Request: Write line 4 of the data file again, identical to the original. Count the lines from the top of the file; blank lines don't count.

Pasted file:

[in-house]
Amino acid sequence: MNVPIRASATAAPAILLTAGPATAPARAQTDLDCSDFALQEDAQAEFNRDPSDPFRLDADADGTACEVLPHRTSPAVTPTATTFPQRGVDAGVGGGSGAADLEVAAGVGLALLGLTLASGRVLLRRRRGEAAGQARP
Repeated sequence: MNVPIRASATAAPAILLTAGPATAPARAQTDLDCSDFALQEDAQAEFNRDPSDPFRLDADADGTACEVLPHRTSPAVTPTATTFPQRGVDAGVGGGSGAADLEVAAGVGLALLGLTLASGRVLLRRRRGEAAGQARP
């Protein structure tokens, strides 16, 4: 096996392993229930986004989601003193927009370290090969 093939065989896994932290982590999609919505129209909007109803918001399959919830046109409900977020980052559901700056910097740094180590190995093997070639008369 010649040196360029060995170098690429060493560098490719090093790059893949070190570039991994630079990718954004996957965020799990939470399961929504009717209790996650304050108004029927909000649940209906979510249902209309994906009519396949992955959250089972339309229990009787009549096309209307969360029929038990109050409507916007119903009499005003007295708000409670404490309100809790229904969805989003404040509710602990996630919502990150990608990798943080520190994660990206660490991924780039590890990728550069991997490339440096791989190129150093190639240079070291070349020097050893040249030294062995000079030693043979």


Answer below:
């Protein structure tokens, strides 16, 4: 096996392993229930986004989601003193927009370290090969 093939065989896994932290982590999609919505129209909007109803918001399959919830046109409900977020980052559901700056910097740094180590190995093997070639008369 010649040196360029060995170098690429060493560098490719090093790059893949070190570039991994630079990718954004996957965020799990939470399961929504009717209790996650304050108004029927909000649940209906979510249902209309994906009519396949992955959250089972339309229990009787009549096309209307969360029929038990109050409507916007119903009499005003007295708000409670404490309100809790229904969805989003404040509710602990996630919502990150990608990798943080520190994660990206660490991924780039590890990728550069991997490339440096791989190129150093190639240079070291070349020097050893040249030294062995000079030693043979």